Vatican leak investigation widens
A special commission of cardinals investigating the worst crisis in Pope Benedict's pontificate is hunting possible accomplices to his butler, held since his arrest in a 'safe room' in the Vatican police station.
The scandal exploded last week when within a few days the head of the Vatican's own bank was abruptly dismissed, the butler was arrested and a book was published alleging conspiracies among cardinals, the "princes of the Church".
"I can confirm that a number of people have been heard or interrogated and naturally this is something that can continue because we are still in the investigative phase," spokesman Father Federico Lombardi said today.
Fr Lombardi denied that any cardinals were suspects in a scandal over leaked documents that has rocked the very top of the Roman Catholic Church since the arrest last week of butler Paolo Gabriele (46).
Vatican investigators are still sifting through documents found in Mr Gabriele's home, which Fr Lombardi told a briefing likely included printed and electronic material.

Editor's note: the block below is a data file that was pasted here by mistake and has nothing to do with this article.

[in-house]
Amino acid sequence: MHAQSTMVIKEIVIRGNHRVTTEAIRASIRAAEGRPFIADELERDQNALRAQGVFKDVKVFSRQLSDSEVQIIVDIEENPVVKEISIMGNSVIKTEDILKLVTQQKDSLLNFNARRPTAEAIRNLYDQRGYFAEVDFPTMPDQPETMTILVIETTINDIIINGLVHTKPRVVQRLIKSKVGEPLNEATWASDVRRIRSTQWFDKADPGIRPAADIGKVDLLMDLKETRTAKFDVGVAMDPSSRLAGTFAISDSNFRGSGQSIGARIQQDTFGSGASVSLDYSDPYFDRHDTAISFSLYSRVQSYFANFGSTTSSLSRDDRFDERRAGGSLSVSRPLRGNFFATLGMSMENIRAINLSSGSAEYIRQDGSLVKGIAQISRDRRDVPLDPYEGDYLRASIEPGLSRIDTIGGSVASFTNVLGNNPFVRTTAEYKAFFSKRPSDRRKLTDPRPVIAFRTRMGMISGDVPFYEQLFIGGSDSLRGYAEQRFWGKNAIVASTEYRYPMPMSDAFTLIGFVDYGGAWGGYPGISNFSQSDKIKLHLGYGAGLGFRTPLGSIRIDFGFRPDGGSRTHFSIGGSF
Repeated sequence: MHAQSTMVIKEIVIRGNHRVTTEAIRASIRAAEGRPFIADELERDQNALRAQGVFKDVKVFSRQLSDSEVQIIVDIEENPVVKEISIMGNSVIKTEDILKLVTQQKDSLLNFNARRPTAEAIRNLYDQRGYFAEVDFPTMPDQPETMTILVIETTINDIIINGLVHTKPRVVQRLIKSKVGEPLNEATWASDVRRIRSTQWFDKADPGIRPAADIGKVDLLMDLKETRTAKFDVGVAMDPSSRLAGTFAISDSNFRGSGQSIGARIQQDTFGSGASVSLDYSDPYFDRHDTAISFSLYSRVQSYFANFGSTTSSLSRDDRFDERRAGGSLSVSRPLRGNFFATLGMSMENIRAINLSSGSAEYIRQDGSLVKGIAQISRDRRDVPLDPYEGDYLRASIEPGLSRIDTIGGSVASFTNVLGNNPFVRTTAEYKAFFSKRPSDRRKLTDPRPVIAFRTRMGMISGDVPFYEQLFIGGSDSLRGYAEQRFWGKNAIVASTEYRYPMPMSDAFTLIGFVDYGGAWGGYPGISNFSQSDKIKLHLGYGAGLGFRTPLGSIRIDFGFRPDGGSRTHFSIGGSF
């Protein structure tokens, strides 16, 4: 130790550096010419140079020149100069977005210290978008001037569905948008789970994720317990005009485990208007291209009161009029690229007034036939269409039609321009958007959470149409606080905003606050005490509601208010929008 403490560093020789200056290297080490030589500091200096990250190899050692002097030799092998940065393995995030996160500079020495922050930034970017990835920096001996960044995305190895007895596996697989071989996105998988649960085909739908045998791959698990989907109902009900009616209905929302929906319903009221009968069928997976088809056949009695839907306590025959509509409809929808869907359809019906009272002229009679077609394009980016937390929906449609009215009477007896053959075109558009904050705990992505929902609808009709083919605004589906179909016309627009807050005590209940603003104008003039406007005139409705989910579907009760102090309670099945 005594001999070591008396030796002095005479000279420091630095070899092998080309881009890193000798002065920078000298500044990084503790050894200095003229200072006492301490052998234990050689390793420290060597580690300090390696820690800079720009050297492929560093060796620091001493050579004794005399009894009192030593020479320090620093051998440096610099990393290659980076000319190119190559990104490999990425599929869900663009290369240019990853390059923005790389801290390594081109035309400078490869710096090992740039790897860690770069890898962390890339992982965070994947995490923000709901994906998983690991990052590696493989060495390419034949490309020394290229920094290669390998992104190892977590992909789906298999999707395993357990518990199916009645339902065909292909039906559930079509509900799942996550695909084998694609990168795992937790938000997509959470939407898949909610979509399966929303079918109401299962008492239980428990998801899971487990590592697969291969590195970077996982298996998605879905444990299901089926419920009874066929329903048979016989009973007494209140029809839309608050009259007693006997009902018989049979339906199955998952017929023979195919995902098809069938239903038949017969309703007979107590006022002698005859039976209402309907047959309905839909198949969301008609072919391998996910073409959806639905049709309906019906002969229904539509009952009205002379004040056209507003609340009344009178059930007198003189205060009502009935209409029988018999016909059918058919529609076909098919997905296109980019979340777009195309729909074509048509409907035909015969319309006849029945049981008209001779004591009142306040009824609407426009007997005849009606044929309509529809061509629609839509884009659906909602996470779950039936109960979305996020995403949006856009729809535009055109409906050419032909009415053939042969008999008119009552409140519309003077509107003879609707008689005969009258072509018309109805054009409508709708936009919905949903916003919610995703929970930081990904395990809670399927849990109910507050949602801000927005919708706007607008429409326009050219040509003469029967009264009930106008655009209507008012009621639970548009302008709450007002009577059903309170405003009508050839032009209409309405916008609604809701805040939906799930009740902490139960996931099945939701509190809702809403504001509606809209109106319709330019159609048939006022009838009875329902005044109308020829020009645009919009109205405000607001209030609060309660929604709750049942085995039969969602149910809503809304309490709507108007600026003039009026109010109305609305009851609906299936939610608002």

He would not say how many documents were found because the information was covered by judicial secrecy.
But Mr Gabriele's lawyer yesterday denied Italian reports that huge amounts of confidential material were found hidden in the butler's home.
Mr Gabriele was formally charged with aggravated theft on Saturday when a preliminary inquiry that began with his arrest was upgraded to a formal investigation.
The butler, who was one of the people closest to the pope, will face Vatican magistrates again later this week or next when formal hearings start.
"This touched the pope very closely and created a situation of pain. Naturally he wants to know the truth and (determine) the correct interpretation of these events," Fr Lombardi said.
The Vatican says the powerful cardinals commission "can decide to hear anyone they think might have information in this case".
While denying reports that the butler was merely a pawn in a larger power struggle among clerics in the Holy See, the Vatican has acknowledged that the affair would test the faith of Catholics in their Church.
"Clearly this is a grave situation," Fr Lombardi said, adding that the Vatican was not afraid of "problems, difficulties, or even errors or blame".
Documents leaked to journalists over several months allege corruption in the Church's vast financial dealings with Italian business.
Italian newspapers, quoting other whistle blowers in the Vatican, said the arrested butler was merely a scapegoat doing the bidding of more powerful figures, punished because the Church did not dare implicate cardinals behind the leaks.